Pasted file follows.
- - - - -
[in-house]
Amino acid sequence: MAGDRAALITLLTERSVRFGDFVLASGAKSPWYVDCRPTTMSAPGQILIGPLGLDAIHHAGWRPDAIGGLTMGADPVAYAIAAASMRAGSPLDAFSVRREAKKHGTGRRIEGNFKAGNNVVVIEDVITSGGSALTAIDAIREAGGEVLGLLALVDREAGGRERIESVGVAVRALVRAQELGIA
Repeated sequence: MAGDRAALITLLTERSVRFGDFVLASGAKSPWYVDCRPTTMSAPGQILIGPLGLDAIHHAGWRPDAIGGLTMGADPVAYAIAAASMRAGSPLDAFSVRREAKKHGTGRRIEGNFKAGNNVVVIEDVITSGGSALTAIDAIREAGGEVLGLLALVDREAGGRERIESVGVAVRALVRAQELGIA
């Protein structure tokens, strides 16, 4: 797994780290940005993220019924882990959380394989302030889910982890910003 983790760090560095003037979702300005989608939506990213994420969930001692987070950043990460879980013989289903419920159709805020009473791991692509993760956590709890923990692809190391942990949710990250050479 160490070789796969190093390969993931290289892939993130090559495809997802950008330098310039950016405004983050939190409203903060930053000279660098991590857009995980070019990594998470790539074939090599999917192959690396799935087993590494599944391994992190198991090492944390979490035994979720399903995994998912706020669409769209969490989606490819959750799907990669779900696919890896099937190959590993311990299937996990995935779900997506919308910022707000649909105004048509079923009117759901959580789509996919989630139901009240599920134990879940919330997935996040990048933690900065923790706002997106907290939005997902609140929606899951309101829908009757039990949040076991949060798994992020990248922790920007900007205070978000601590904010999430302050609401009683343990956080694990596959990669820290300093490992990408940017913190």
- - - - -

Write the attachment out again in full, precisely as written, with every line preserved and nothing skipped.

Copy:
[in-house]
Amino acid sequence: MAGDRAALITLLTERSVRFGDFVLASGAKSPWYVDCRPTTMSAPGQILIGPLGLDAIHHAGWRPDAIGGLTMGADPVAYAIAAASMRAGSPLDAFSVRREAKKHGTGRRIEGNFKAGNNVVVIEDVITSGGSALTAIDAIREAGGEVLGLLALVDREAGGRERIESVGVAVRALVRAQELGIA
Repeated sequence: MAGDRAALITLLTERSVRFGDFVLASGAKSPWYVDCRPTTMSAPGQILIGPLGLDAIHHAGWRPDAIGGLTMGADPVAYAIAAASMRAGSPLDAFSVRREAKKHGTGRRIEGNFKAGNNVVVIEDVITSGGSALTAIDAIREAGGEVLGLLALVDREAGGRERIESVGVAVRALVRAQELGIA
């Protein structure tokens, strides 16, 4: 797994780290940005993220019924882990959380394989302030889910982890910003 983790760090560095003037979702300005989608939506990213994420969930001692987070950043990460879980013989289903419920159709805020009473791991692509993760956590709890923990692809190391942990949710990250050479 160490070789796969190093390969993931290289892939993130090559495809997802950008330098310039950016405004983050939190409203903060930053000279660098991590857009995980070019990594998470790539074939090599999917192959690396799935087993590494599944391994992190198991090492944390979490035994979720399903995994998912706020669409769209969490989606490819959750799907990669779900696919890896099937190959590993311990299937996990995935779900997506919308910022707000649909105004048509079923009117759901959580789509996919989630139901009240599920134990879940919330997935996040990048933690900065923790706002997106907290939005997902609140929606899951309101829908009757039990949040076991949060798994992020990248922790920007900007205070978000601590904010999430302050609401009683343990956080694990596959990669820290300093490992990408940017913190």